There’s the consequence for your earnings of having kids, says Kashen. The whole purpose of the women’s movement is to maximize choices for women so that every choice is a viable one. Income should not be a thing that dictates that, which it totally is right now.

According to Melissa Kearney, an economics professor at the University of Maryland, cultural shifts are also causing women to put off or postpone having children. Young adults in America during the 1990s and the beginning of the 2000s experienced a new set of social standards regarding motherhood and jobs for women.

“It seems like people’s priorities have shifted,” says Kearney, who’s also the director of the Aspen Economic Strategy Group and a mother of three.

It’s not necessarily that people have less of a preference for kids, or that it’s that much more expensive or time-consuming to have kids. It’s the way those two things are interacting for this generation vs. prior ones.

Marrero, who was married for four years until divorcing in 2008, lives in financial freedom to an admirable extent. The West Village resident is the owner of her own flat, which she restored after purchasing it in 2019 for roughly $900,000. Along with her sister Kristyna, who is a few years older and is also a single woman without children, she also closed on a vacation property on Long Beach Island in New Jersey in June. Ashley estimates that in the past 12 months, she has traveled ten times, frequently with friends from a group of roughly 25 people who are primarily single and childless.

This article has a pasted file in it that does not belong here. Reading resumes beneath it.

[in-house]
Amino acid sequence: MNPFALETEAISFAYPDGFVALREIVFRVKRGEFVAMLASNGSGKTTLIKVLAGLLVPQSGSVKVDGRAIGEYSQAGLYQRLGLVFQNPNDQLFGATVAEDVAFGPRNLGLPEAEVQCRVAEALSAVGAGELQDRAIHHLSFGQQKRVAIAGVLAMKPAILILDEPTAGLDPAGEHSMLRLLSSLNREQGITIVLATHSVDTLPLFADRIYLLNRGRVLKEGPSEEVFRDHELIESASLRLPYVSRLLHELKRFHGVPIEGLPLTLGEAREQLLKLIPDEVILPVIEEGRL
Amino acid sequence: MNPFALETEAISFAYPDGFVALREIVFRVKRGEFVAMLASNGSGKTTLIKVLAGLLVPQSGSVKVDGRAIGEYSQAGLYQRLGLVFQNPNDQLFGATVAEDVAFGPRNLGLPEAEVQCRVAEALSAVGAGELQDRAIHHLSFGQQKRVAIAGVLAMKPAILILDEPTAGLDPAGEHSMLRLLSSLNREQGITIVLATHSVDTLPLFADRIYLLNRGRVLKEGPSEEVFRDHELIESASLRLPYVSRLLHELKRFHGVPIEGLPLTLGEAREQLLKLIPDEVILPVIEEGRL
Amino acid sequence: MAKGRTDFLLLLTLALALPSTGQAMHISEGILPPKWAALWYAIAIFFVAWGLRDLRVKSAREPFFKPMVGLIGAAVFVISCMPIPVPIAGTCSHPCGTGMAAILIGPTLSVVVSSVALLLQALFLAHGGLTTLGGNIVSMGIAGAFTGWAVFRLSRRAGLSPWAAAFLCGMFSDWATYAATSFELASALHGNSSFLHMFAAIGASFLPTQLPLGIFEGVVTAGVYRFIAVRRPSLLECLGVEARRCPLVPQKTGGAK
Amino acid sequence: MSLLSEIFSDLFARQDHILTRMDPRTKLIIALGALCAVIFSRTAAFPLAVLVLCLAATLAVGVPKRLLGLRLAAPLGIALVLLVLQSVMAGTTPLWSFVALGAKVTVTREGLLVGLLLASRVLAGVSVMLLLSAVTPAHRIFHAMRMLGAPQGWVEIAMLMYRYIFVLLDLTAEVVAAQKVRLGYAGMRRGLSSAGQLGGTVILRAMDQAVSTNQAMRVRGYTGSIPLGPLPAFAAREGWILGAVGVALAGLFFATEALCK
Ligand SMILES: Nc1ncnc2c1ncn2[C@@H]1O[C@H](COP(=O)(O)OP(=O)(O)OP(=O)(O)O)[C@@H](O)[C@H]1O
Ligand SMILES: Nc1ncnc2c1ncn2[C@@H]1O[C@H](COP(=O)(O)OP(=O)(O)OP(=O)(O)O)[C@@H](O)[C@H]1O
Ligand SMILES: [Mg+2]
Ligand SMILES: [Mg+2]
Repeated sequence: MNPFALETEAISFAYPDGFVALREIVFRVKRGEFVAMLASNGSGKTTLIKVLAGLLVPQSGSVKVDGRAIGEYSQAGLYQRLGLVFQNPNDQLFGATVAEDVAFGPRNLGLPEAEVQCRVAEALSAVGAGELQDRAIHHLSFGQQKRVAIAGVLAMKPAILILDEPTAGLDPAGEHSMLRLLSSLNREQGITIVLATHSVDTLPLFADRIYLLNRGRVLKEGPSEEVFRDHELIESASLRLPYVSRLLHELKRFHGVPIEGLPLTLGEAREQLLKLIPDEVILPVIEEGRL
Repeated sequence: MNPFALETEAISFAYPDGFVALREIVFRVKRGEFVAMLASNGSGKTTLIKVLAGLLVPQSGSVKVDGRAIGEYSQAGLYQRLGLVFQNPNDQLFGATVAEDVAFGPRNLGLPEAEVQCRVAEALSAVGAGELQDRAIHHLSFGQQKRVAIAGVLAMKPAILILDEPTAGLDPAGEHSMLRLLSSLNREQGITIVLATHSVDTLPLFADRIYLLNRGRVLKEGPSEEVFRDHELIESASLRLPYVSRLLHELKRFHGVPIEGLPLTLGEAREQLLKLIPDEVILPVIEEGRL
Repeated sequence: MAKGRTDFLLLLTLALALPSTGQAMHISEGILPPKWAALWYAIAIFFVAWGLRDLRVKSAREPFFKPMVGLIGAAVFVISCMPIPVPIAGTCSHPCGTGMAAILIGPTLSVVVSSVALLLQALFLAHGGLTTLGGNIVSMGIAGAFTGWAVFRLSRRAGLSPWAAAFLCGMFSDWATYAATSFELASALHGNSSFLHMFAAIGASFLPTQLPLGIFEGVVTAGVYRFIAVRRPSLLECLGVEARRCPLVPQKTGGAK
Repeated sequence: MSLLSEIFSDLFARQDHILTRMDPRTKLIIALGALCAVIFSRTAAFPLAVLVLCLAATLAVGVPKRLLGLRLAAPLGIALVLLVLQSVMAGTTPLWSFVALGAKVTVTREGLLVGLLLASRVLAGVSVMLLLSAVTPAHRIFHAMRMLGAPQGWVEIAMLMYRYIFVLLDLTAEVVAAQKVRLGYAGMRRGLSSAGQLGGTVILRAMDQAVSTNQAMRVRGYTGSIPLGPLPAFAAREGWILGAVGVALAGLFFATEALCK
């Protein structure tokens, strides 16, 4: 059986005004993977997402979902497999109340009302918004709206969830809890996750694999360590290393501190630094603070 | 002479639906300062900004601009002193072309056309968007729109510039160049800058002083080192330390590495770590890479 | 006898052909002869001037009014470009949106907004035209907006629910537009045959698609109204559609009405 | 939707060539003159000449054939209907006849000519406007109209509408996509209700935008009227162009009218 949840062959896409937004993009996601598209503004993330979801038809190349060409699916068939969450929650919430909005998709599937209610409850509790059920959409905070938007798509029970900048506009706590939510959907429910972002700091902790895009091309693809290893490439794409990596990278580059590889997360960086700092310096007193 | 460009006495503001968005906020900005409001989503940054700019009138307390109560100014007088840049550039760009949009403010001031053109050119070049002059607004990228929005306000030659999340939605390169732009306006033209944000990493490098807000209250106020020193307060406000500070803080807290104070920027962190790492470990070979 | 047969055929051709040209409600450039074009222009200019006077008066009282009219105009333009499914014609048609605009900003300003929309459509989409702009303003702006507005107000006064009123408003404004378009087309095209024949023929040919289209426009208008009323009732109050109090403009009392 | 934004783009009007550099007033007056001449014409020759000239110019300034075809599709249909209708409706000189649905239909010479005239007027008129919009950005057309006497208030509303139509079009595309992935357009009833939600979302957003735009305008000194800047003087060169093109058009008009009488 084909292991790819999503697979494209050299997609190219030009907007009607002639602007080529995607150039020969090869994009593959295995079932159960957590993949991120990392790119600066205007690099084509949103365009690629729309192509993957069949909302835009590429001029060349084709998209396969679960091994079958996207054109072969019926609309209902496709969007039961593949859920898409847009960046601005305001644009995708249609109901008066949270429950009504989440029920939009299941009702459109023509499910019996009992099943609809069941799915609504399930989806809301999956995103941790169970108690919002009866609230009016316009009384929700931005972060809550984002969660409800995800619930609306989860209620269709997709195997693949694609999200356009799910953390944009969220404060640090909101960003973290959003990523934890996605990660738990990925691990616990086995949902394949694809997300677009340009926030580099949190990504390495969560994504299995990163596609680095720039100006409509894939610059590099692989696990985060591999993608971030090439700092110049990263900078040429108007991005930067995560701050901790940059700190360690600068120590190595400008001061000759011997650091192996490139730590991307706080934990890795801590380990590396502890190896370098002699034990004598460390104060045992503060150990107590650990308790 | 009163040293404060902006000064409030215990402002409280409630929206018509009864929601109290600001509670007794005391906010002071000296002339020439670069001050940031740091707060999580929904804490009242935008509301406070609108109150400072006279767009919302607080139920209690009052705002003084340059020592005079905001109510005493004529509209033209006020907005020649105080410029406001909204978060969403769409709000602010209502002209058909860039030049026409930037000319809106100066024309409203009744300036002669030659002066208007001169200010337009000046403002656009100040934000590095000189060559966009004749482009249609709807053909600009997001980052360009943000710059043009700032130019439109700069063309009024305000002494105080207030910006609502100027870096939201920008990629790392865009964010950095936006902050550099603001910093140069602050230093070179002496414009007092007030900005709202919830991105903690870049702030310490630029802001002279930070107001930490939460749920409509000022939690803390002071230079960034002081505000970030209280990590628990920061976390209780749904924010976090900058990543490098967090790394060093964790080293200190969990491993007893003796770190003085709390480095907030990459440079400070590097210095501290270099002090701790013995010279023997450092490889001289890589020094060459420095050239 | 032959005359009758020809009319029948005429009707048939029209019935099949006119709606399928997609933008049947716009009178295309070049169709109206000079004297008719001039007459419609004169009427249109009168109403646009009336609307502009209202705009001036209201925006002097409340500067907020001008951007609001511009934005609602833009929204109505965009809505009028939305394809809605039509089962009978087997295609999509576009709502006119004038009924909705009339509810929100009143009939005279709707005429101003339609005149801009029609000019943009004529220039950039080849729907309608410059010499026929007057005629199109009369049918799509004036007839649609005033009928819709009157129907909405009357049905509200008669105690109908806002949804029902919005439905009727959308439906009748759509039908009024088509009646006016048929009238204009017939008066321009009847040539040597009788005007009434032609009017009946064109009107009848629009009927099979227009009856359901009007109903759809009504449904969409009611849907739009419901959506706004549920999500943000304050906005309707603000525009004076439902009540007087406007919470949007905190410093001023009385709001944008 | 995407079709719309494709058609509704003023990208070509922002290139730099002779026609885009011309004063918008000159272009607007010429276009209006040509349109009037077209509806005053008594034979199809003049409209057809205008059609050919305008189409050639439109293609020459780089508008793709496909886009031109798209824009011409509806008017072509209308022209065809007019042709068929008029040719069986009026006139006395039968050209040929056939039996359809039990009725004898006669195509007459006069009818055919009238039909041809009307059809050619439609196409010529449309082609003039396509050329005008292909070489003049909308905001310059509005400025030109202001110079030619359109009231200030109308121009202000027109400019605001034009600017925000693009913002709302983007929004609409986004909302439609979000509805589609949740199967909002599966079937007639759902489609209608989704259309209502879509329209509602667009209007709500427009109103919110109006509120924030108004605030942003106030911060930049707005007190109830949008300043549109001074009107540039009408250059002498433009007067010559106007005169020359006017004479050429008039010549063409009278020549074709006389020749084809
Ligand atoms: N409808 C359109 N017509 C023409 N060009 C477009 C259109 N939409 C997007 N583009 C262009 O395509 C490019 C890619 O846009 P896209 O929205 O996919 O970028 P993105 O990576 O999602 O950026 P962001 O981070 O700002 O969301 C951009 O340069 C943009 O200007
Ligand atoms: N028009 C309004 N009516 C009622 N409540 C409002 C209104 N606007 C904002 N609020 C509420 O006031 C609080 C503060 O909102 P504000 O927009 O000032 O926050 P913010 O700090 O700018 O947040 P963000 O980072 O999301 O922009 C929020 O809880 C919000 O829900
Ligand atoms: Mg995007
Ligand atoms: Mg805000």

“I found this group so interesting and compelling and fascinating,” says Anna Dickson, 41, who recently traveled to Napa Valley with Marrero and some of their friends.

“All these people are so smart, talented, put together, and they don’t have kids—they’re very independent,” says Dickson, a product manager at Google who is divorced and now lives with her boyfriend of five years in Manhattan’s Hell’s Kitchen.

And I was like, ‘I want that, I want to do all of that.’

“People feel less of an obligation to the family they were born into in all sorts of ways, and to embrace this notion of chosen family,” says Nicole Sussner Rodgers, founder and executive director of Family Story, a Washington-based think tank dedicated to raising awareness about alternatives to traditional family structures.

There are disadvantages to the lifestyle Marrero and Dickson have adopted. People without children and without children pay more in taxes. Additionally, housing is much more difficult to finance on one salary than two, particularly with home prices and rents at all-time highs and rising mortgage rates. Who will take care of them in their old age is another concern for those without children.

For Dickson, the pluses of parenthood don’t outweigh the minuses. “I like to travel, pick up and go whenever I want to,” says Dickson, whose jaunts with her extended family of friends in the past year have included Alaska and Anguilla.

I’d rather regret not having kids than regret having them.

As for Marrero, she’s still paying to store her eggs in case she changes her mind. But she’s certain that even if she doesn’t, she won’t feel like she’s missed out.

If you don’t have children, it may or may not be a choice, she says. But that should have nothing to do with your happiness. You can be so happy going this route, too.